For gaming on Linux, Steam Proton is pretty damn good these days. It doesn't do everything but a surprising number of games run just fine.
True, the wear stuff is mostly paranoia, i know it isnt that well founded (and either way, i dont keep important data on my own PC, so even an SSD dying would be nothing more then an inconvenience).

As for Proton, up to the beginning of the year i was using that, and indeed it does well enough, played through Doom 2016 several times, Doom Eternal worked very well too etc... But at the time, World of Tanks wasnt on steam (it is now, but would require a new account, deleting all my progres), and i didnt feel like ******* around with setting that up around steam play.

Currently i think if i would convert my desktop back to linux, all the more demanding games i run would work easily with steam, and my new laptop handles all the windows exclusives well enough, so there isnt all that much holding me back, just the lack of a reason to go through the effort currently i suppose.
 

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Discussion Starter · #48 ·
Re-installing Windows 10 on one of my machines after it would no longer install updates. Tried all the tricks to no avail. I think it's the first time I've had to completely re-install Windows on one of my own PCs since Windows 95 so I guess that's not bad going.
 

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Discussion Starter · #49 ·
So now it seems that those of us with older machines will be able to attempt to install Windows 11 after all. We'll need to download the ISO image and attempt the upgrade that way. Still, there's no guarantee that it will be happy devices requiring older device drivers. I'll take a complete disk image copy before trying it on any of my machines.

 

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I certainly won't be changing over until a goodly amount of other people have been guinea pigs.
 

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My aim is to be shot of the computing domain as my earner by 2025 ... clock ticketh loudly!
I've often wondered what I'd like to do instead of IT. Brief forays into photography and music production but here I am, still.

Yesterday's job was a group policy tweak to make sure nobody upgrades to Windows 11 by accident. We'll start testing it soon. I expect the next job after that will be looking for replacements for some legacy apps we use, but one thing at a time :D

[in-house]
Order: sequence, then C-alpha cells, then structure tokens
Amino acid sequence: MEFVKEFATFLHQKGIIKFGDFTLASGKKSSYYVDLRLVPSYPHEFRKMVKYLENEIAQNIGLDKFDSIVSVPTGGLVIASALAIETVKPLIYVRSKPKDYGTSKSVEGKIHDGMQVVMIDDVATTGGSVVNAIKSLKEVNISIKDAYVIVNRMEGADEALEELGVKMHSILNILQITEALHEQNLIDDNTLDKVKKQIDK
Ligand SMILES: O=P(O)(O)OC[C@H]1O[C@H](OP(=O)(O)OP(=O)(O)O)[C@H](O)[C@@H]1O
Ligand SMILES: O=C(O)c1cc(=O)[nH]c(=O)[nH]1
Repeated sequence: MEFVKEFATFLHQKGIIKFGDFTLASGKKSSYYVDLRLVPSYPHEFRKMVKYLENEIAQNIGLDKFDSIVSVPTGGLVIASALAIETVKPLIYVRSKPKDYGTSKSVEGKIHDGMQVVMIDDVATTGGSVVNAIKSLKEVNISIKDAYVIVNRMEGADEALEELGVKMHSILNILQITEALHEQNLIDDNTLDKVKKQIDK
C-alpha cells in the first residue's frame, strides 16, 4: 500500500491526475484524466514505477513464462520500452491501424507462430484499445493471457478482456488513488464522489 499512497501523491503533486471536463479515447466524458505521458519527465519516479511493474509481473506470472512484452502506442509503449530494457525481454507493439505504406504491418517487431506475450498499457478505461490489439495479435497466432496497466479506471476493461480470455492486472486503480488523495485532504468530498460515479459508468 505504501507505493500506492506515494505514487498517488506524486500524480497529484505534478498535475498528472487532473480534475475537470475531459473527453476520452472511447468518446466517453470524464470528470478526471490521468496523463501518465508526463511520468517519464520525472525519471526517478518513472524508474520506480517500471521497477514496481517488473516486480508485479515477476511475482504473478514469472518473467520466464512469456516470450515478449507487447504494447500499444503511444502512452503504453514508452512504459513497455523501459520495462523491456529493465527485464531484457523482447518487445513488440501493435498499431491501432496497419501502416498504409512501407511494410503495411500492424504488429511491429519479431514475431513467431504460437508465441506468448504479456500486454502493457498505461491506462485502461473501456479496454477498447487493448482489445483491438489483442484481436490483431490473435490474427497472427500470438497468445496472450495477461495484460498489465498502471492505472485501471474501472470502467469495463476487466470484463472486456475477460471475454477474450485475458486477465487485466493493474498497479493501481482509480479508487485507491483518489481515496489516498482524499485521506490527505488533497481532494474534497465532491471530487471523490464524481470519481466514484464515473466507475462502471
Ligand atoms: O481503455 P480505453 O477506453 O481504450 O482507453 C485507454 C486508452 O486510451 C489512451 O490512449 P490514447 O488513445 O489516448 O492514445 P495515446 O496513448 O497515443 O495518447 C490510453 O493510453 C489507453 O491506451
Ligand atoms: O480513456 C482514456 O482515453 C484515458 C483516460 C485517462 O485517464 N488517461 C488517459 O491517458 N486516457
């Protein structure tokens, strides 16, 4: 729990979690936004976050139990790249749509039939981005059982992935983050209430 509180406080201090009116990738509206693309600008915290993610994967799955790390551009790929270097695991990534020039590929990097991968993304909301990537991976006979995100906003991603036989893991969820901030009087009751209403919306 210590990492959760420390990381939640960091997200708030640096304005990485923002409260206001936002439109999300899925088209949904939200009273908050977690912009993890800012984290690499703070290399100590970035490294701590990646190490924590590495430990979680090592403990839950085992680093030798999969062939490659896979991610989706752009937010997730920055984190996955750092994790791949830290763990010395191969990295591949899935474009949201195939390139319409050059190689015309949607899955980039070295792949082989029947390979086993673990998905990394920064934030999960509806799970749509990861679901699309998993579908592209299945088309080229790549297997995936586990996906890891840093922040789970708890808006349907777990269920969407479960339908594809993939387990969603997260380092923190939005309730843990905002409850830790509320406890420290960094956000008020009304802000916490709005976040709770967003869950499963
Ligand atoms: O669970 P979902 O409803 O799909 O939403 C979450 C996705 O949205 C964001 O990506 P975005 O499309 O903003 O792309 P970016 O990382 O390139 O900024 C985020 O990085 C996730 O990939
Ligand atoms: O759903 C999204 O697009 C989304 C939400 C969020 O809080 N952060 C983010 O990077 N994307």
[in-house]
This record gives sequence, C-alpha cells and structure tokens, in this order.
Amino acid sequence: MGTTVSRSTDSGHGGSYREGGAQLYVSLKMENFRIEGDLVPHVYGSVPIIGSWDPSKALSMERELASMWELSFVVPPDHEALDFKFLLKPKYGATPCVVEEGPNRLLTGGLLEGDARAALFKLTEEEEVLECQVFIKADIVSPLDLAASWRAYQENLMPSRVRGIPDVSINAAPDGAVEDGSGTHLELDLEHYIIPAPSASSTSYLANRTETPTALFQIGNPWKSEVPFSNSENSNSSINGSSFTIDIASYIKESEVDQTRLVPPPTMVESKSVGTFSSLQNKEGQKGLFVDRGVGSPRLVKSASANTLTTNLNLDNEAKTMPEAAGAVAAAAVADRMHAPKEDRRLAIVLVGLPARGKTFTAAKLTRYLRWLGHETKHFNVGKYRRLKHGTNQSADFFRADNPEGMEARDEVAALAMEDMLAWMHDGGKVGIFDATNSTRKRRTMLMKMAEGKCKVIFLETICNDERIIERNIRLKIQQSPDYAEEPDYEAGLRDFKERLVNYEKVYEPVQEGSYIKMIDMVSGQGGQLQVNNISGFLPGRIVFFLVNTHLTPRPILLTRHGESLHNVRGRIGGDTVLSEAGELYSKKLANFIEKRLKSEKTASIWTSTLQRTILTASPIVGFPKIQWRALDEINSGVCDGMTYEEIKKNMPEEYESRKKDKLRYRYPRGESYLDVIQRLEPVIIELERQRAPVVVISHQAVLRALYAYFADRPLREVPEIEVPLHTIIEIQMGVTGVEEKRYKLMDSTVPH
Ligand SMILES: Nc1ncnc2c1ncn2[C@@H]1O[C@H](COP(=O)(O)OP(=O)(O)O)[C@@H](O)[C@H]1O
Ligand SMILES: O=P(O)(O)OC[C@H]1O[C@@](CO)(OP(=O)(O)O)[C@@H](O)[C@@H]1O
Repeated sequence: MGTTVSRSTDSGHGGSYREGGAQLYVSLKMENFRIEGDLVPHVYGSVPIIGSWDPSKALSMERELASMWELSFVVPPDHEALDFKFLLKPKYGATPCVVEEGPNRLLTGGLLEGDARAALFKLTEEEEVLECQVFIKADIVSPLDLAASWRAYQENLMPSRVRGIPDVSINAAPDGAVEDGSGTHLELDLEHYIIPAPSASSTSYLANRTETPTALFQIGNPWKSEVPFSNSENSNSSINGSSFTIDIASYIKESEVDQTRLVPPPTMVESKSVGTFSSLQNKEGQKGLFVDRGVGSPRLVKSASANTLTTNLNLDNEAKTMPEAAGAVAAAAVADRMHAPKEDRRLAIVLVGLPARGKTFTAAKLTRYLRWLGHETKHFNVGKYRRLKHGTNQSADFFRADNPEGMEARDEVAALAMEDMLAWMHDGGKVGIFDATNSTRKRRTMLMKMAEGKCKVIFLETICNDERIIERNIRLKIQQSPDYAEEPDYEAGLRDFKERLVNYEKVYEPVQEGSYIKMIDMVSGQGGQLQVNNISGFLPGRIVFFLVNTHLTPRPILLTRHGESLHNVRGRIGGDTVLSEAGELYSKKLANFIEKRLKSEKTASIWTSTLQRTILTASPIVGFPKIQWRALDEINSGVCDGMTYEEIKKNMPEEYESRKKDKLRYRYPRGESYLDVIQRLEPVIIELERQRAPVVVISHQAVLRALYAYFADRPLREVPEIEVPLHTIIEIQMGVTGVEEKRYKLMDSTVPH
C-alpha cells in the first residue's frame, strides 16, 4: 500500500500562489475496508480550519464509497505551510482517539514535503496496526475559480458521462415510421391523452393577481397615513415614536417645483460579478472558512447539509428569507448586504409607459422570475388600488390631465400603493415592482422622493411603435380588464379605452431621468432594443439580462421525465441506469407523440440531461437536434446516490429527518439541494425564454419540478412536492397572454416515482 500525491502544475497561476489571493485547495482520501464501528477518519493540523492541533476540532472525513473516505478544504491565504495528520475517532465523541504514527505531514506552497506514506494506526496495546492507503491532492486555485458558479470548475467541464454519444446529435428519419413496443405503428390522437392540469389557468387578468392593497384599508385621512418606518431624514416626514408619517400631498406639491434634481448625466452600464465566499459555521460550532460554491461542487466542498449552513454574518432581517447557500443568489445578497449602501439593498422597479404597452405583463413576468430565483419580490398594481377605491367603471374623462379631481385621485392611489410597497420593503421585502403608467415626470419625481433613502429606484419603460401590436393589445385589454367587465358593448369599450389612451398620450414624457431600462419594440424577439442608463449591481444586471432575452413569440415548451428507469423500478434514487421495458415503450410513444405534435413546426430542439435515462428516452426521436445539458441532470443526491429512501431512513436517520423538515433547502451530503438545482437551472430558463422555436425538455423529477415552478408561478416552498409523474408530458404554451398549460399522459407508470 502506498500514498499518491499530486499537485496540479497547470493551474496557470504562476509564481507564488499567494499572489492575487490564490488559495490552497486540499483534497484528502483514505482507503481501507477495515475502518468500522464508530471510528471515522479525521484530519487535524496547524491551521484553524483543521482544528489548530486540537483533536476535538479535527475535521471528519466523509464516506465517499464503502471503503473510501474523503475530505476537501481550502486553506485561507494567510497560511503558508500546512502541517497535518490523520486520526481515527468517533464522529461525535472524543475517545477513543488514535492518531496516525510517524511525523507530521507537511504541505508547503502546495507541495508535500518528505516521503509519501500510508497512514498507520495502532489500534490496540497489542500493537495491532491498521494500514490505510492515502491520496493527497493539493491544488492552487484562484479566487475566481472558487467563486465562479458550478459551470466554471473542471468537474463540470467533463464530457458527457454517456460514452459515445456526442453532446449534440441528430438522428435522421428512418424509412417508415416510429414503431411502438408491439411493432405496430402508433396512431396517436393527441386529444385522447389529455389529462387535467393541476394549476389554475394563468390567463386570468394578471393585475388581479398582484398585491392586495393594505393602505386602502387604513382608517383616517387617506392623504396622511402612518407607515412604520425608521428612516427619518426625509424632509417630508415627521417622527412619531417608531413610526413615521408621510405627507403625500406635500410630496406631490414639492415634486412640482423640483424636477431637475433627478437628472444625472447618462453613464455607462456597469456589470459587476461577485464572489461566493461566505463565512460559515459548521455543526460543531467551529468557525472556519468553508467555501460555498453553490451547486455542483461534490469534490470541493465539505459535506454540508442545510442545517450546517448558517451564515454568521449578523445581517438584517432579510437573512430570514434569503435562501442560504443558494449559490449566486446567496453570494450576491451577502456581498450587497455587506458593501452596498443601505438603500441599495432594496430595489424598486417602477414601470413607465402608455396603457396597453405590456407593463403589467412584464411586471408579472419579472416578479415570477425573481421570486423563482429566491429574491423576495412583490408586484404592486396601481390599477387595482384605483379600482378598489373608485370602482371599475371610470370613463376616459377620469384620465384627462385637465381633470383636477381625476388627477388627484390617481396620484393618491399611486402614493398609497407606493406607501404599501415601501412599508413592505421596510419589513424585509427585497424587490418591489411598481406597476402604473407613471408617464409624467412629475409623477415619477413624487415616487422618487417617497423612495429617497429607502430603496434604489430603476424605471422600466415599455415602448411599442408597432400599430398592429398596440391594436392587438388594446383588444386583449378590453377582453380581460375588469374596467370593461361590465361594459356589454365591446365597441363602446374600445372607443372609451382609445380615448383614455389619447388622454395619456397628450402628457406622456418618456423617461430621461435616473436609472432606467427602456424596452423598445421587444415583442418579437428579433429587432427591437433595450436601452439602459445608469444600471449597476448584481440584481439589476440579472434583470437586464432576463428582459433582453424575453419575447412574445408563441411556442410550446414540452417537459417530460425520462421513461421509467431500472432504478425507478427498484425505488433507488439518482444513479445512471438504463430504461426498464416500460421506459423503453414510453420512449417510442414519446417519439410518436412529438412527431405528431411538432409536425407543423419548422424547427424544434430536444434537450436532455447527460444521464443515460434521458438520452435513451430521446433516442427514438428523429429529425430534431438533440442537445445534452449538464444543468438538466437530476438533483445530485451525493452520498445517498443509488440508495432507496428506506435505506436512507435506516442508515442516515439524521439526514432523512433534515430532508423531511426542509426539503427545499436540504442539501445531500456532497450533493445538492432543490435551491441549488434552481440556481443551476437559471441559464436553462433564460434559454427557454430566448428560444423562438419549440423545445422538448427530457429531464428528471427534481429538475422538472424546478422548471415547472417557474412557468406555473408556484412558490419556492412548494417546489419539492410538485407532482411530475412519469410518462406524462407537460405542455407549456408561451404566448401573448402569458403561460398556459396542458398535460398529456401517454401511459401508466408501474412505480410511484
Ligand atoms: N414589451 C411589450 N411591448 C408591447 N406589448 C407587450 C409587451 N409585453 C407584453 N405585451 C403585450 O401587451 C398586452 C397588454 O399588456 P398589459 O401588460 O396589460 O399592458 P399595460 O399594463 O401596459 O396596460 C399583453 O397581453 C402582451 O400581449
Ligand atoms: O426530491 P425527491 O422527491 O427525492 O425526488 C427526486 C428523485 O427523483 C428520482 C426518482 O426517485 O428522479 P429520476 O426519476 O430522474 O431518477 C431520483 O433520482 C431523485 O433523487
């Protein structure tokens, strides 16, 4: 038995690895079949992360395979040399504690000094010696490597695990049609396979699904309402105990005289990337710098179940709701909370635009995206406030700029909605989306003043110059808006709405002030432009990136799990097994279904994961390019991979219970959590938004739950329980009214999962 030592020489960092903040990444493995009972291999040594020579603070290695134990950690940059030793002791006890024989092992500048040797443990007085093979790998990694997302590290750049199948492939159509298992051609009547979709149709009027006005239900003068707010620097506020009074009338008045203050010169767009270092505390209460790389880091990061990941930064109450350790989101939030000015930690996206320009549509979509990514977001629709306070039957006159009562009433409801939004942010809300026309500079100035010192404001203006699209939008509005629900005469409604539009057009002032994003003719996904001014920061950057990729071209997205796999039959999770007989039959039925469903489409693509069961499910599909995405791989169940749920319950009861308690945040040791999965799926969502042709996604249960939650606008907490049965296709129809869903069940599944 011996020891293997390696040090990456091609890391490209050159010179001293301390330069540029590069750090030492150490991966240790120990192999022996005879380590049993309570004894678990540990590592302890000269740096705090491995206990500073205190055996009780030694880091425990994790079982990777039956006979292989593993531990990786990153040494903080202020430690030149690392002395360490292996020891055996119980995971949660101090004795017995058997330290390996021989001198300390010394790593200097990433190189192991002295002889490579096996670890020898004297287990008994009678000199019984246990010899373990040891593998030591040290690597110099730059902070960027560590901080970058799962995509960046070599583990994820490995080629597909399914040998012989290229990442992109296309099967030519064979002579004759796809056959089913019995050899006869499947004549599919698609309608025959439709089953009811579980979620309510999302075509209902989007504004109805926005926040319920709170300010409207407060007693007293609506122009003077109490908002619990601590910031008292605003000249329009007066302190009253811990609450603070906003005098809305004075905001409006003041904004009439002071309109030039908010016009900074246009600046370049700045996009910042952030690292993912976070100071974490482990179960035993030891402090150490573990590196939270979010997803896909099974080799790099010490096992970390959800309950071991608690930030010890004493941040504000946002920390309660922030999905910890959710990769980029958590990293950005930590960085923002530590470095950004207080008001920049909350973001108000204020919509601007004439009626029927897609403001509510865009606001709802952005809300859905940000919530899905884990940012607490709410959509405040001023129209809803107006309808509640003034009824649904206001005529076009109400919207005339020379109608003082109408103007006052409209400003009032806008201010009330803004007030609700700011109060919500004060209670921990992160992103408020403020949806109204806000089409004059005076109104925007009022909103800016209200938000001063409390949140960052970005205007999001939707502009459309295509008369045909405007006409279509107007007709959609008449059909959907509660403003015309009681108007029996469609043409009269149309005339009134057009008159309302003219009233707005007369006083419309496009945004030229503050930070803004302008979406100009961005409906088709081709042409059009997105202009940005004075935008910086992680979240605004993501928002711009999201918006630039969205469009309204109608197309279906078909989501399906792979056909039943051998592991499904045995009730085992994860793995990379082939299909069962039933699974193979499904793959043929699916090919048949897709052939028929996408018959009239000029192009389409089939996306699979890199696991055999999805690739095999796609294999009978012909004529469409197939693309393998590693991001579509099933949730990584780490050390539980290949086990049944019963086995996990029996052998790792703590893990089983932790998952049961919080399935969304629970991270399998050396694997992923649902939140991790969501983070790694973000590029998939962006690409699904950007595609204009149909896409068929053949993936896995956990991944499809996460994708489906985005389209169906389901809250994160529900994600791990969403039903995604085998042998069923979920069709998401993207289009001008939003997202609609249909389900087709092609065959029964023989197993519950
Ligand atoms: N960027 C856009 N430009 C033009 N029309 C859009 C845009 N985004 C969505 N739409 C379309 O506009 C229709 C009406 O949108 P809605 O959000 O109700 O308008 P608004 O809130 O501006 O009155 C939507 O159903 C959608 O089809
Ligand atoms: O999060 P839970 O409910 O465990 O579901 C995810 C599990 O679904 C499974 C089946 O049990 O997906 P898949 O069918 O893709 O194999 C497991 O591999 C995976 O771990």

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Early adoption often is a mistake, I'll not be offered an "upgrade" though, (hardware - although I still use a Canon scanner that hasn't been supported since Win. '97). So I'm waiting some time before trialling it on my "second" pc.
 

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If your hardware isn't supported then MS will tell you how to install it anyway:


You'll still need TPM 1.2 which unfortunately rules out our nice twin ASUS lappies which have no TPM at all.
Mine have TPM 1.2 modules so I probably could do the switch - the "unsupported and not entitled to updates" gives me concern though. I'll wait until advice as to whether updates can be acquired somehow, becomes available.
 

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I've often wondered what I'd like to do instead of IT. Brief forays into photography and music production but here I am, still.

Yesterday's job was a group policy tweak to make sure nobody upgrades to Windows 11 by accident. We'll start testing it soon. I expect the next job after that will be looking for replacements for some legacy apps we use, but one thing at a time :D
Grudgingly downloaded the 11 ISO ... will set up a VBox VM and occasionally torture myself by playing. Only driver for this is the odd client who does things like SQL Server / SSMS / PowerBI ... and obvs I need to have my own sandpits too. Always feel the need to take a shower after doing the Windows thing.

Instead of IT? I have a short but compelling list. Need to sort out my warchest and then exit stage left from "mainstream IT" and follow passion (and money, naturally!). Mrs Headloq will have kittens but when you're more than a little bored with the field, it's definitely time to change!
 

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Mine have TPM 1.2 modules so I probably could do the switch - the "unsupported and not entitled to updates" gives me concern though. I'll wait until advice as to whether updates can be acquired somehow, becomes available.
I didn't have any complaint when installing into a VM ... perhaps VBox lies to Windows? EIther way, meh ...